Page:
The day it got away
Last night I, along with fans all over the world, watched in disbelief as Liverpool’s good work in the first half was undone by a total capitulation in the second. Sturridge’s world class goal gave Liverpool a deserved lead at the break against a lifeless Sevilla side, but 17 seconds into the second half and two defensive mistakes from Alberto Moreno the lead was cancelled out. Over the next 44 minutes Liverpool would concede another 2 while never looking like reaching the frenzied state that helped them overcome Dortmund in the quarter finals.
I was so confident going into last night, I hadn’t even considered we would lose. The win against Man United, and the manner we did it gave everyone a major boost, the way we dumped Dortmund out brought back memories of our 2005 Champions League triumph, and the second leg domination against Villarreal showed a team that were on track to win silverware are return to the Europe’s premier competition next year. Klopp had done what he had promised - made us believe again. But in 45 minutes dreams were crushed. This was not the day our season got away from us though.
So far, but yet so close
Let’s go back to St. Marys, Sunday 20th March. Liverpool had dispatched of Southampton 6–1 in the league cup just 3 months earlier, and it looked as if another comfortable win was on the way after goals from Coutinho and Sturridge put Liverpool 2–0 up in 22 minutes. The first half was all Liverpool and it could have been 4 at half time, a Joe Allen miss particularly sticks in the mind. At half time Klopp made a decision that might still be haunting him, having picked up a yellow card in a hostile atmosphere Lovren was taken off and replaced by Skrtel. Many want Skrtel to be sold this summer, and the 45 minutes here will be used as ammo for that argument. The centre back had a torrid time against Mané as Liverpool ended up on the wrong end of a 3–2 defeat.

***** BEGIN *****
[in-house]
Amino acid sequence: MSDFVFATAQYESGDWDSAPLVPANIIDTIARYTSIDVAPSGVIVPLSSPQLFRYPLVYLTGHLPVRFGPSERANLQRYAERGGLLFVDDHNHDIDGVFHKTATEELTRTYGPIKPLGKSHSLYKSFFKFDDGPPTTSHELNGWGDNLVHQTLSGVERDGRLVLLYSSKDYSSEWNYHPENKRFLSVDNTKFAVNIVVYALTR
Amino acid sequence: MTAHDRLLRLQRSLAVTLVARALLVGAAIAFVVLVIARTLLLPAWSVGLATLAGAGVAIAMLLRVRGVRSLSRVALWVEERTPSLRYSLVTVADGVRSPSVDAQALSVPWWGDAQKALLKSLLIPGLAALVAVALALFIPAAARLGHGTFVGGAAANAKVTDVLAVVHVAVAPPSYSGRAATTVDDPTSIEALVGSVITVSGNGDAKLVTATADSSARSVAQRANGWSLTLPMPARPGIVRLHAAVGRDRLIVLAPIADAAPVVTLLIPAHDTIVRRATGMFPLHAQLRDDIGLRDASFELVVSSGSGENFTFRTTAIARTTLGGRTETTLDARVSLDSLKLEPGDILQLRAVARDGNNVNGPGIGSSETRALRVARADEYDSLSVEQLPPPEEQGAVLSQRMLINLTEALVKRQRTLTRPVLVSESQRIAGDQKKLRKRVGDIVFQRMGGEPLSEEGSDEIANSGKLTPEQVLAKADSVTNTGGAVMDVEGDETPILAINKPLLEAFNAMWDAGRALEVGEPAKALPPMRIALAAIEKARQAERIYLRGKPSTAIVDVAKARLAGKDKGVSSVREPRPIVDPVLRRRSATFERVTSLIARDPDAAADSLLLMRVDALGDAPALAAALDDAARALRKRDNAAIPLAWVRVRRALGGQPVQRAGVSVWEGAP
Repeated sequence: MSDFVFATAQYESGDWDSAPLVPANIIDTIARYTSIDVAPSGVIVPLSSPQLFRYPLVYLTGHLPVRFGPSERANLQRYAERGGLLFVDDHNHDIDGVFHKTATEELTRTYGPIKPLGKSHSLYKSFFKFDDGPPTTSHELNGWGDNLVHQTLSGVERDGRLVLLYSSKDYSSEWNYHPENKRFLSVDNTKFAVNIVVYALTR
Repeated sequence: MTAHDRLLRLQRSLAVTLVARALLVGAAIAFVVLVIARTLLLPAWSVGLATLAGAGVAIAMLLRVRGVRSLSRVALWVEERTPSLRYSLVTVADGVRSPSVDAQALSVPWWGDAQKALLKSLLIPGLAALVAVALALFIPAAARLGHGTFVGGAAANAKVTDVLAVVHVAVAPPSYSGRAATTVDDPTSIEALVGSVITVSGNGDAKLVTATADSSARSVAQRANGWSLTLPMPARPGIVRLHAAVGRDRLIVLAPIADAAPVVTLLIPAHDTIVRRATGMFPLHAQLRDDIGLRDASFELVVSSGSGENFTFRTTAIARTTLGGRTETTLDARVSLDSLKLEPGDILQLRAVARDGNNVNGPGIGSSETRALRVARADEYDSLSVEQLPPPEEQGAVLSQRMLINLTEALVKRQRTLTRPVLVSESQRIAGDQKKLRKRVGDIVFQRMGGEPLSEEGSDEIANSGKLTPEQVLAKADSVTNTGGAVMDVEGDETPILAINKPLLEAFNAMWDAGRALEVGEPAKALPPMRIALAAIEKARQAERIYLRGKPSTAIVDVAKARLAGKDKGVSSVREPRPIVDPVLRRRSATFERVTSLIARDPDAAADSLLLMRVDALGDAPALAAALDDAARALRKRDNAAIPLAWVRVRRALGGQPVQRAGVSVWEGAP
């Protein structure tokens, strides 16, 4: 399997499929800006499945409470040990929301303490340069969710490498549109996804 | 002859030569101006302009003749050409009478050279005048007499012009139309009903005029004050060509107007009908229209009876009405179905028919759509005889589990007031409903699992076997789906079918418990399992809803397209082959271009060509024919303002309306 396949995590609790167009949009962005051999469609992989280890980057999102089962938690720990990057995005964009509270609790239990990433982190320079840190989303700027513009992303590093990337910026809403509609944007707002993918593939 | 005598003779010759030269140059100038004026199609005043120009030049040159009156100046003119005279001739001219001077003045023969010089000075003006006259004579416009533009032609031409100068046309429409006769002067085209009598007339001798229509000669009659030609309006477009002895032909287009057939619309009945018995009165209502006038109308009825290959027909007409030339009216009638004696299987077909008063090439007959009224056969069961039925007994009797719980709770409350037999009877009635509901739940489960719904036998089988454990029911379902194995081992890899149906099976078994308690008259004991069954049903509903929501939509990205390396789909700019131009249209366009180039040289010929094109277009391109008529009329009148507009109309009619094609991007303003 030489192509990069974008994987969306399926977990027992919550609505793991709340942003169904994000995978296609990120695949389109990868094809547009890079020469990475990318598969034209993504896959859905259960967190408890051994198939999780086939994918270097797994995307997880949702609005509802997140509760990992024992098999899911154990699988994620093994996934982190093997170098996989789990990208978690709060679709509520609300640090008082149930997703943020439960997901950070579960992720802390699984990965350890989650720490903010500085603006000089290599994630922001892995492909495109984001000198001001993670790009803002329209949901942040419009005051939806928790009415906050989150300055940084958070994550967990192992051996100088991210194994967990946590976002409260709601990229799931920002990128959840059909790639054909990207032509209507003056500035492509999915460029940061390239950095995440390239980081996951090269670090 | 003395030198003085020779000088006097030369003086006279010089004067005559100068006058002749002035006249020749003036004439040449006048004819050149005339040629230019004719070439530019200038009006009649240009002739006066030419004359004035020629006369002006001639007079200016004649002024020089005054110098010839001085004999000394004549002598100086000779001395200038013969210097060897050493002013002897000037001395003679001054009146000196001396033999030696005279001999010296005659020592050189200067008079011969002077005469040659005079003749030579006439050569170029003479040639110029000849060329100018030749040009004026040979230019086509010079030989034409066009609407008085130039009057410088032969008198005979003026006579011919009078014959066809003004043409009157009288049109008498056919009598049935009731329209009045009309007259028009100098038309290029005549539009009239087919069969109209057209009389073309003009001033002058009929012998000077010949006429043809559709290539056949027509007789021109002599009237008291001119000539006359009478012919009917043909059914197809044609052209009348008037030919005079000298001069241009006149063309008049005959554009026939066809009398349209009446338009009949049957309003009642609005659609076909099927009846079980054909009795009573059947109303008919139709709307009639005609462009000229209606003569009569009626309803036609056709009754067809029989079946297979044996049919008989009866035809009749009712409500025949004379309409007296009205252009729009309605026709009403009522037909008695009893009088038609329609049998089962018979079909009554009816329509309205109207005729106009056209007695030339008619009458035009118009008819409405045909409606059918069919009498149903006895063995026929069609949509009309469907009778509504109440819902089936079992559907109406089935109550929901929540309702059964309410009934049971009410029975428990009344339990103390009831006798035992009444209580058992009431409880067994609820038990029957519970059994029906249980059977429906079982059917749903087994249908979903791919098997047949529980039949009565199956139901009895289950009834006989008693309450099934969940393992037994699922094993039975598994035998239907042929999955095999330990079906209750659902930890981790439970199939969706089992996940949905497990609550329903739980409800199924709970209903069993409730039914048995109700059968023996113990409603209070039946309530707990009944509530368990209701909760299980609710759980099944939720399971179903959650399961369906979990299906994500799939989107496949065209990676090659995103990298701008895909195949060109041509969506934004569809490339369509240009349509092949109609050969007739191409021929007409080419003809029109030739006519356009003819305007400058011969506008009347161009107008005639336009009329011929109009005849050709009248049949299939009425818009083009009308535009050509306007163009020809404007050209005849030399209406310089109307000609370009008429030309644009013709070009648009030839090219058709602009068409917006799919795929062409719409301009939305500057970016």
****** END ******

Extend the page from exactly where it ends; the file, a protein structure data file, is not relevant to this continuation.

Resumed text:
Hindsight is a wonderful thing, but a look at the final league table shows that if Liverpool had gone on to claim the 3 points they should have at St. Mary’s they would have finished just 3 points off 4th place. Place that in the context of Liverpool’s very much second string side losing at Swansea, and then taking a point from the Hawthorne’s on the final day of the season and the route to Liverpool’s potential 4th place finish is glaringly clear, and looks fairly achievable if we had more of a reason to play a stronger team in these games.
That all important third goal
Everyone knows a 1–0 lead can disintegrate very quickly, and so scoring that second goal is often vital to securing to a win. Well for Liverpool that vital goal is the third. This season has proved several times that a 2–0 lead is not enough for this Liverpool side. Liverpool were 2–0 up in the following games, before dropping points:
* Liverpool 2–2 Sunderland
* Southampton 3–2 Liverpool
* Liverpool 2–2 Newcastle